Oh DesignBoom, I can already anticipate the hours we will spend together. For good or for bad, I am intrigued (and a little smarter after my history of ceramic tile lesson. xoxo)

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The Rift

#92-Mist/#61-Sky Rift, #84 Siren Solid, #95-Lichen/#68-Twilight Rift

What is the Rift Series and how did it get its name?

The Rift series is laNeva’s signature design that brings two colors of glaze onto one tile for a contemporary-bold or tone-on-tone look. Why is “Rift”, which has usually means “division”, used when we are instead bringing two glazes together rather than pulling them apart?

Our response? There is more than one definition of the word, and we are using it as “A space, an interval”.

The Rift Series Tiles are greater than the sum of its parts. Sure each tile has two glazes, but the magic happens in the center- where the two colors overlap. That is the point of the chemical reaction between the glazes. With some color combinations, this line of delineation becomes a series of beautiful bubbles, in others, it is a third color entirely, in even other color combinations, it is a subtle overlay of one color with a shadow line below. Each combination is completely unique and each tile within that combo has a character all its own.

On a micro scale, our Rift tiles are the grand canyon, with the drama being at the center, with the mountain ranges on each side playing a slightly less dramatic, yet integral role. As such, we are focusing on the drama in center, knowing that it cannot be achieved without the colors on the sides. Thus, the Rift.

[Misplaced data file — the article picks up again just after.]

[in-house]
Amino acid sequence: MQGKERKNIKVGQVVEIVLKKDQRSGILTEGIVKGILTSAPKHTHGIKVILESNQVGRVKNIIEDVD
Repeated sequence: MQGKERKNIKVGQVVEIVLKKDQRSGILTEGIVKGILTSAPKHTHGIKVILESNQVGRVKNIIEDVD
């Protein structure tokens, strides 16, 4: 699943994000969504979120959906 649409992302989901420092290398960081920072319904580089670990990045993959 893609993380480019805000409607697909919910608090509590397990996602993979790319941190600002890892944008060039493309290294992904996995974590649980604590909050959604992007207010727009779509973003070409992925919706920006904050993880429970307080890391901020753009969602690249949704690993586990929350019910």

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Not Another Boring Subway Tile

Subway tile. The rectangular tiles that were common at the turn of the century only to go out of style through the 1950′s-90′s (replaced by squares) are back in a BIG way. You see them everywhere. Kitchens, Bathrooms, traditional and contemporary. Wha-what? Contemporary subway tile? Absolutely.

#1 Vertical Tile/Vertical Running Bond

You’re used to seeing subway tile in the traditional running bond pattern (sometimes called a brick pattern) shown in the photo to the left. One row is laid lengthwise and the next row is offset by a half tile length to create an offset pattern that resembles a brick pattern. Most often in white, it is a classic pattern.

If you’re sick of the standard layout, or just want to consider some fresh new subway tile ideas, consider the following:

#2 Horizontal Tile/Straight Stack


What if you turn traditional running bond pattern 90 degrees right or left? You have a vertical running bond as shown in drawing #1. Traditional, yes but a little edgier and unexpected than the standard horizontal layout. The focus is the strong vertical line that this pattern creates. It is perfect for those transitional spaces or more contemporary spaces in a dramatic color or unusual size tile.